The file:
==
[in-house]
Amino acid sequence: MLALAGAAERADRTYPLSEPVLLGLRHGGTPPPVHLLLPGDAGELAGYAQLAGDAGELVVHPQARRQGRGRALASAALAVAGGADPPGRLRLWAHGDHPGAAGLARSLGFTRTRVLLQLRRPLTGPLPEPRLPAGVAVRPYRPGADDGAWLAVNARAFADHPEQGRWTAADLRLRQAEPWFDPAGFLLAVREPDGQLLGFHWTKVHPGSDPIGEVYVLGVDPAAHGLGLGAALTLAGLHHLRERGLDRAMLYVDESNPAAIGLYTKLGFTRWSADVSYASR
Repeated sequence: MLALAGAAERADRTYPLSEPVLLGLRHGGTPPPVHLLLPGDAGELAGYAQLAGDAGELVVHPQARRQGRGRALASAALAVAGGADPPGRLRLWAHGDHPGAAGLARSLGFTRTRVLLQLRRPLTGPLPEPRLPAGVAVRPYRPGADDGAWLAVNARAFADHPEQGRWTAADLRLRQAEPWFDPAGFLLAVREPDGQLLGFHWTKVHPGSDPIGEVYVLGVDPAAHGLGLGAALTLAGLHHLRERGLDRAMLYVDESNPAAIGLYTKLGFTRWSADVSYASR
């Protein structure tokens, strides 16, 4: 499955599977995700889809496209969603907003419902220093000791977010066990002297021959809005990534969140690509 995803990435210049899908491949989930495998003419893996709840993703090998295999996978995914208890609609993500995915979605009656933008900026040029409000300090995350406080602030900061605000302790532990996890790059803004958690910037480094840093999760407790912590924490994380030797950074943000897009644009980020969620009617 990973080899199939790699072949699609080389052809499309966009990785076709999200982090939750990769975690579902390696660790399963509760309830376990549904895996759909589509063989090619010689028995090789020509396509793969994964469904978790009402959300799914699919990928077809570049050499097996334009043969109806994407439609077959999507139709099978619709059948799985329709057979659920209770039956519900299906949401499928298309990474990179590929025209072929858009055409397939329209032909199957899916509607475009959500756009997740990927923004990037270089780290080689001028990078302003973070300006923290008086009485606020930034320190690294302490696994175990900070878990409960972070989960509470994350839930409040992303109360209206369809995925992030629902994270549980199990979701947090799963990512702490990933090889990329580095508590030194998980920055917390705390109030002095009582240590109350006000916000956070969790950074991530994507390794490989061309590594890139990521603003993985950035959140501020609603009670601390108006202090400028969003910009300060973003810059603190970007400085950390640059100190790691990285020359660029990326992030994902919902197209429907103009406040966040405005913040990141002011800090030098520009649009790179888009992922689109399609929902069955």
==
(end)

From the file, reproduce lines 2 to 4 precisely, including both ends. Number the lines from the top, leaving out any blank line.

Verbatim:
Amino acid sequence: MLALAGAAERADRTYPLSEPVLLGLRHGGTPPPVHLLLPGDAGELAGYAQLAGDAGELVVHPQARRQGRGRALASAALAVAGGADPPGRLRLWAHGDHPGAAGLARSLGFTRTRVLLQLRRPLTGPLPEPRLPAGVAVRPYRPGADDGAWLAVNARAFADHPEQGRWTAADLRLRQAEPWFDPAGFLLAVREPDGQLLGFHWTKVHPGSDPIGEVYVLGVDPAAHGLGLGAALTLAGLHHLRERGLDRAMLYVDESNPAAIGLYTKLGFTRWSADVSYASR
Repeated sequence: MLALAGAAERADRTYPLSEPVLLGLRHGGTPPPVHLLLPGDAGELAGYAQLAGDAGELVVHPQARRQGRGRALASAALAVAGGADPPGRLRLWAHGDHPGAAGLARSLGFTRTRVLLQLRRPLTGPLPEPRLPAGVAVRPYRPGADDGAWLAVNARAFADHPEQGRWTAADLRLRQAEPWFDPAGFLLAVREPDGQLLGFHWTKVHPGSDPIGEVYVLGVDPAAHGLGLGAALTLAGLHHLRERGLDRAMLYVDESNPAAIGLYTKLGFTRWSADVSYASR
């Protein structure tokens, strides 16, 4: 499955599977995700889809496209969603907003419902220093000791977010066990002297021959809005990534969140690509 995803990435210049899908491949989930495998003419893996709840993703090998295999996978995914208890609609993500995915979605009656933008900026040029409000300090995350406080602030900061605000302790532990996890790059803004958690910037480094840093999760407790912590924490994380030797950074943000897009644009980020969620009617 990973080899199939790699072949699609080389052809499309966009990785076709999200982090939750990769975690579902390696660790399963509760309830376990549904895996759909589509063989090619010689028995090789020509396509793969994964469904978790009402959300799914699919990928077809570049050499097996334009043969109806994407439609077959999507139709099978619709059948799985329709057979659920209770039956519900299906949401499928298309990474990179590929025209072929858009055409397939329209032909199957899916509607475009959500756009997740990927923004990037270089780290080689001028990078302003973070300006923290008086009485606020930034320190690294302490696994175990900070878990409960972070989960509470994350839930409040992303109360209206369809995925992030629902994270549980199990979701947090799963990512702490990933090889990329580095508590030194998980920055917390705390109030002095009582240590109350006000916000956070969790950074991530994507390794490989061309590594890139990521603003993985950035959140501020609603009670601390108006202090400028969003910009300060973003810059603190970007400085950390640059100190790691990285020359660029990326992030994902919902197209429907103009406040966040405005913040990141002011800090030098520009649009790179888009992922689109399609929902069955």